Full disclosure: not all the plants pictured here are wildflowers strictly speaking. Some have been introduced to the area, have escaped from gardens, and now roam the countryside, feral.
The Wood Anemone at the top of the post grows across North America, including local meadows and at the edges of some marshes.
A beautiful Flowering Cherry, on the other hand, may well have been brought in by a long-gone nearby nursery.
Another flowering shrub, which I believe is a Nannyberry (a type of viburnum), also grows near the former nursery.
The Barberry is much closer to home, having taken a post in our yard. Though most people grow it for its foliage its flowers are spectacular too – though at just a few millimeters in diameter you need to get really close to appreciate them.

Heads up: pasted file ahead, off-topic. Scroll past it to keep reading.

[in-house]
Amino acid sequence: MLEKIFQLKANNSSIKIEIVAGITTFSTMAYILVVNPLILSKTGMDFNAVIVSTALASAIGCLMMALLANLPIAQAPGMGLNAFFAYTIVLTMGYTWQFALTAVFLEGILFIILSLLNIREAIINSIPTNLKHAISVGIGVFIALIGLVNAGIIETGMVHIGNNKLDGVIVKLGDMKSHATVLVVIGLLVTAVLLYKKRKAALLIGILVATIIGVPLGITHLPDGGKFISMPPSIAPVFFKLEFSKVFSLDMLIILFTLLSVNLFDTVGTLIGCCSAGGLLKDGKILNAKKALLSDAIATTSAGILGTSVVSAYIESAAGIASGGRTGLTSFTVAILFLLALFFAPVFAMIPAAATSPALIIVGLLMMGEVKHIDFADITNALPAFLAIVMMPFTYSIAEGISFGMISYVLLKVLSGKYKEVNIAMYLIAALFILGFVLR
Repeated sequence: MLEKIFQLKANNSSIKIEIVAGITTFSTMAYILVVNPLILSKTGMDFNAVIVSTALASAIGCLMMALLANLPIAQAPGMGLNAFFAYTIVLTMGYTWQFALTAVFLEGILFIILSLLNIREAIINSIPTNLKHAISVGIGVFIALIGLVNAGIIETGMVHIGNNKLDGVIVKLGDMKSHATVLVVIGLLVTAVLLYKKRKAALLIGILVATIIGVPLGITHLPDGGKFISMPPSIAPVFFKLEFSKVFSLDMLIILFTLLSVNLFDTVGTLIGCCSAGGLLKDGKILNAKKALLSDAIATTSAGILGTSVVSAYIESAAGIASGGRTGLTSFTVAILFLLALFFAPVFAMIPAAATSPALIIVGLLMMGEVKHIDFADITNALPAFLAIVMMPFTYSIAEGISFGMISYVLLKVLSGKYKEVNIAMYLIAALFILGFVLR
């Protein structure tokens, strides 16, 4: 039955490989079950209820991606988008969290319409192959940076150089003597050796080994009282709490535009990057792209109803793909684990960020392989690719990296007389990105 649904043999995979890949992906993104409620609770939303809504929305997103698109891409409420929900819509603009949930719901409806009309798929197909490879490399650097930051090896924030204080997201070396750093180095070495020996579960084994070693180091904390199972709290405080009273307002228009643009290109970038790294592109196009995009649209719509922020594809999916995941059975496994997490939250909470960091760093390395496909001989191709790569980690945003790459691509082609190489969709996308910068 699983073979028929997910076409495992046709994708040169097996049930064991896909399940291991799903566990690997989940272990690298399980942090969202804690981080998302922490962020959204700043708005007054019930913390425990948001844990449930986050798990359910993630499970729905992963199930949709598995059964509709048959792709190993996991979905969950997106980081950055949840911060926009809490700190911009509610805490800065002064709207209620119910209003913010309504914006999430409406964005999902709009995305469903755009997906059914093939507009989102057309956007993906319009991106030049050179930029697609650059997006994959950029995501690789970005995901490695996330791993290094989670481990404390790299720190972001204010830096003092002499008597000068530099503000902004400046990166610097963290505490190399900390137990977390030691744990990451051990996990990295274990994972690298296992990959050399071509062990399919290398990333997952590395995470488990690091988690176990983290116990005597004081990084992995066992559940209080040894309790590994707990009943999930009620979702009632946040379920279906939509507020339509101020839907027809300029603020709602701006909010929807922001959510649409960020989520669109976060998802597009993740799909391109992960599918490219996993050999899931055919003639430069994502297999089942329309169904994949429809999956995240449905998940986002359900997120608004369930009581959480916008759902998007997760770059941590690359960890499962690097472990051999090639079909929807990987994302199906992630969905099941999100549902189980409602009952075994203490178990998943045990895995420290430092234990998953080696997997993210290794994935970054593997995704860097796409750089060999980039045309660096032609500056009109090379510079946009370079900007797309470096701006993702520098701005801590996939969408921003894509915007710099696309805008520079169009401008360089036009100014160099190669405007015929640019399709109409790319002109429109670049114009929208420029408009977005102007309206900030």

The beautiful Speedwell is just a wee bit bigger. If you google it you may learn as I did that this flower thrives in some lawns, giving fits to those determined to eliminate botanical diversity from their expanses of grass.
And let us not forget the noble Dandelion, here looking resplendent after a morning dew.
On our marshes, a very different bloom often happens – an algal bloom. According to NOAA, the vast majority of algal blooms do not produce toxins. This patch of vivid green appeared at one end of Bowmanville Marsh and disappeared just as quickly a few days later. It may or may not be a reflection of ecosystem health, but it did not appear to concern the muskrats.
Very few other aquatic blooms have appeared so far this summer, but these grasses and water catch the evening light as beautifully as any flower.
In wet woodlands beside the marsh, the Starry False Solomon’s Seal is widespread. (It should hire a spin doctor – surely it deserves a name of its own rather than being named by what it is not.)
At sunset in a meadow, you can savour the delicate colours of the Wood Anemone, which will soon be submerged in waist-high vegetation.
Photo at top of page: Wood Anemone One (click here for larger image)